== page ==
When Cathy Ward posted this vintage image of your humble blogger from that summer in Banff 30 years ago, I actually thought it was Sly Stallone as Cobra. At least one of us has gone on to sell a few paintings!

Like Rocky, most of Stallone’s paintings contain a restless, pent-up energy. 
(Photo: Fredrik Nilsen, courtesy of Galerie Gmurzynska) via The Telegraph 

Wednesday, May 15, 2019

PLEASE HELP! at Wealth Management

"Please Help!" 2019, Peformance, costume, LA-Z-Boy chair, live electronic processing of 30- minute stretched version of Solomon Linda's 1939 recording "Mbube"

as experienced at

Wealth Management hosted by Jeffrey Vallance
May 16, 2019
Chatsworth, California

The second annual Financial Instrument™ group exhibition/art performance/noise music pop-up at Go Build Business in the bucolic Old West town of Chatsworth near the historic Santa Susana Pass nestled in California’s San Fernando Valley.

View, exhibit, and BUY experimental art of all genres and persuasions. Each participating artist will have their own corporate boardroom table for dynamic display of their visual art. A professional sound system will be available for experimental, liturgical, Cajun, and noise music. Live multimedia creations of investment-grade art will be continually projected on a large-scale theatrical screen. Well-heeled art consultants will head up embedded workshops on art acquisition, liquidation, and flipping.

Pathetic Art theory and practice, the abject, the sublime, the equine, the renegade, and the post-liminal will be foregrounded in presentations and discussions. Broaden your artistic girth and social network marketing skills and access creativity management tools! Our corporate staging platform will feature extreme performance artists and obscure polytheistic rituals. Experience Financial Instrument’s corporate slogan equation: ART + PEOPLE = MONEY. Again, join us for an evening of intervention and infiltration into the Corporate Global Art Economy.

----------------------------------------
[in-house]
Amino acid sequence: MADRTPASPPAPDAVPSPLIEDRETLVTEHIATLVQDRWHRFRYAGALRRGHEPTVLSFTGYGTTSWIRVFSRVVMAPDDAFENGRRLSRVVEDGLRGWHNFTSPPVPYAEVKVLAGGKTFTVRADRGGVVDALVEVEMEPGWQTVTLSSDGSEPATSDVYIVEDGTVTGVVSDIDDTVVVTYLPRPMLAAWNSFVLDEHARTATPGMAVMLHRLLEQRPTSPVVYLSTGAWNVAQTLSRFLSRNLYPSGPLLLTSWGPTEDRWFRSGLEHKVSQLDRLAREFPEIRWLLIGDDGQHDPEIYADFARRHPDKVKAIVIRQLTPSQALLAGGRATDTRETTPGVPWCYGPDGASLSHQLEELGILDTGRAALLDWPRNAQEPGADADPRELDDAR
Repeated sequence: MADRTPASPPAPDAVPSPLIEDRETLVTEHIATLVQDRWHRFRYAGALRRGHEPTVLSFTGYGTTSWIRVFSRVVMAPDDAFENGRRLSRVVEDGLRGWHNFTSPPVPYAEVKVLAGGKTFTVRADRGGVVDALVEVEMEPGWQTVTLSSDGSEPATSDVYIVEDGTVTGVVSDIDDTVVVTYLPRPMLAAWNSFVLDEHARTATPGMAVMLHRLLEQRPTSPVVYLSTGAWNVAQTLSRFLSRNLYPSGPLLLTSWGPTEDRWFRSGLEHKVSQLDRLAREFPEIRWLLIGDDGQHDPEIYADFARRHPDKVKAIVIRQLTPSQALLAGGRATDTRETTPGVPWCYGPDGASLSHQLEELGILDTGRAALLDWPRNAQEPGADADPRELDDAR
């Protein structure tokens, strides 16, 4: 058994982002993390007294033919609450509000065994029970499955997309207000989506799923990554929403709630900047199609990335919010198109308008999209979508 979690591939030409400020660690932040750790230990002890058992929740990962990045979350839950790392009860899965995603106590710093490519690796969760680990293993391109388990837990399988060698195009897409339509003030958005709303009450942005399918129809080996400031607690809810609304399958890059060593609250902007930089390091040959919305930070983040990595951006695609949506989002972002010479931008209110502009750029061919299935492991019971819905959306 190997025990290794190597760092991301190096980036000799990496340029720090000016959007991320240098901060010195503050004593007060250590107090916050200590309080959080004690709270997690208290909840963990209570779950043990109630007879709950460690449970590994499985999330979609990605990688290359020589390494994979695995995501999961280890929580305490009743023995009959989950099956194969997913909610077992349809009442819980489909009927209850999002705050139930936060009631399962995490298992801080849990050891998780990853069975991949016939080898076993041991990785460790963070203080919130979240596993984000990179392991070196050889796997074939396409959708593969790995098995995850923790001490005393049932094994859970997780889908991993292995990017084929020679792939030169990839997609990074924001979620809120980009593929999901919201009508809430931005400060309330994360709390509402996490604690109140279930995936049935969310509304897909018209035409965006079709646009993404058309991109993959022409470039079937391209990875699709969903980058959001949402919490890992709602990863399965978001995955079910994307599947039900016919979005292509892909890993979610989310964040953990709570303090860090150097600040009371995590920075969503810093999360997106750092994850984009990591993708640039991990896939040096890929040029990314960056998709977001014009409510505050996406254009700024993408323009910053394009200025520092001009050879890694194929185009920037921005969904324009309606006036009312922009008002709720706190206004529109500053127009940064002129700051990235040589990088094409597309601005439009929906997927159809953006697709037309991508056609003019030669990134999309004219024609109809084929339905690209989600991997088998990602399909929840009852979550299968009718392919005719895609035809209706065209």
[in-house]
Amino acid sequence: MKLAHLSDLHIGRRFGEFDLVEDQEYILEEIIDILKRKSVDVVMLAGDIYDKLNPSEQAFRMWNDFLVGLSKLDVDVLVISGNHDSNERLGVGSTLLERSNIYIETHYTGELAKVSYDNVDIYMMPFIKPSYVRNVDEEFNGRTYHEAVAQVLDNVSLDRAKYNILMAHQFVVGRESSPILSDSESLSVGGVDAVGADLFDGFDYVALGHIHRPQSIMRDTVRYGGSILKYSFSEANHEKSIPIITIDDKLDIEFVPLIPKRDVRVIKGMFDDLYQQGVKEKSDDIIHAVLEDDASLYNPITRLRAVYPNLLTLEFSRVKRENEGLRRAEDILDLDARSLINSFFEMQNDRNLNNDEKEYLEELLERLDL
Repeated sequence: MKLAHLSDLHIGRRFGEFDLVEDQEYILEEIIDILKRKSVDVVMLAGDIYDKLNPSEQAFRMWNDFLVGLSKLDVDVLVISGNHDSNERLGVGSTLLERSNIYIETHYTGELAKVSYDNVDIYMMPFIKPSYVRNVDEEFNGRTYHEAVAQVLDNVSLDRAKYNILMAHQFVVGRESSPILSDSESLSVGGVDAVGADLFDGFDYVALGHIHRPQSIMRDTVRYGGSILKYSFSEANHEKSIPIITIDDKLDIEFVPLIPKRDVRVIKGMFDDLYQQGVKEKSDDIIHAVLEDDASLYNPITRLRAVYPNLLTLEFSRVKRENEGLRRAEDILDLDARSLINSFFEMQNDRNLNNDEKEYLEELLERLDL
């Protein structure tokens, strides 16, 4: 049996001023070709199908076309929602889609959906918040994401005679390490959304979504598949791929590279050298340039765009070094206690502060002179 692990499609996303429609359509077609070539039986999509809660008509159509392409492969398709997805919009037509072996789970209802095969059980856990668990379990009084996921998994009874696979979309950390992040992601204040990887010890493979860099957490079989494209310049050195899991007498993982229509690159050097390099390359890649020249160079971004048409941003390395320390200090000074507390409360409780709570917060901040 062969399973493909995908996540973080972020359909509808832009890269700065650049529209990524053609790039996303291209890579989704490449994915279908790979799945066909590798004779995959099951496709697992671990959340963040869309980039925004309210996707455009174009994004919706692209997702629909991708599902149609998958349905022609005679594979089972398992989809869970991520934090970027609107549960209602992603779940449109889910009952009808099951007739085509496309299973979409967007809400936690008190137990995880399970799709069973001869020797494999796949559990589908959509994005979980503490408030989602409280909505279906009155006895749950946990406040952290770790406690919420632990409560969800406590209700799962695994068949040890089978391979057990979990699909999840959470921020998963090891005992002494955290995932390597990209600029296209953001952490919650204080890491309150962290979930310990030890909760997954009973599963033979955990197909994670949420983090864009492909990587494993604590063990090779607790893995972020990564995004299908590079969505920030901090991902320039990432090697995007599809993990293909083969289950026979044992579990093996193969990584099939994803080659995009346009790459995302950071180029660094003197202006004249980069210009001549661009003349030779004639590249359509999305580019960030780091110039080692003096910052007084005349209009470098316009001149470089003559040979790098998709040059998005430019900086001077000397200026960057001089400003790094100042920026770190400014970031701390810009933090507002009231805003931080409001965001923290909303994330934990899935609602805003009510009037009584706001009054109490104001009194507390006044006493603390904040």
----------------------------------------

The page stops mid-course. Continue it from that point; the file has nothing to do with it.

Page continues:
Photo Credit: Kristine Schomaker

Sunday, May 12, 2019

G.D. Hustlers!

While going through my back issues of HUSTLER for [caf caf] collage material I came across these mysterious renderings...

While connoisseurs may detect stylistic similarities to the work of Georganne Deen, the credit identifies the artist as Godfrey Daniels. 

Saturday, May 4, 2019

The Dismal Decade

Cover, Jeffrey Vallance’s reprinted edition of Blinky the Friendly Hen.

Eighties nostalgia is a sad and sick thing. In Dazed and Confused, Richard Linklater’s early-’90s exercise in ’70s nostalgia, the character Cynthia (played by Beck’s future wife!) explains her Every Other Decade theory thusly: “The ’50s were boring. The ’60s rocked. The ’70s, my God, they obviously suck. So maybe the ’80s will be like, radical. I figure we’ll be in our 20s and hey, it can’t get any worse.” This was a joke directed at those who actually lived through the ’80s, which sucked in ways Cynthia could have never dreamed of.

But there was another ’80s—an ’80s that sought to continue the legacy of the beat/hippie/punk countercultural continuum of idiosyncratic DIY creativity, and—although its structure was appropriately rhizomatic and globally dispersed—much of whose most compelling content emerged from California...

 Continue reading at Artillery or ATJ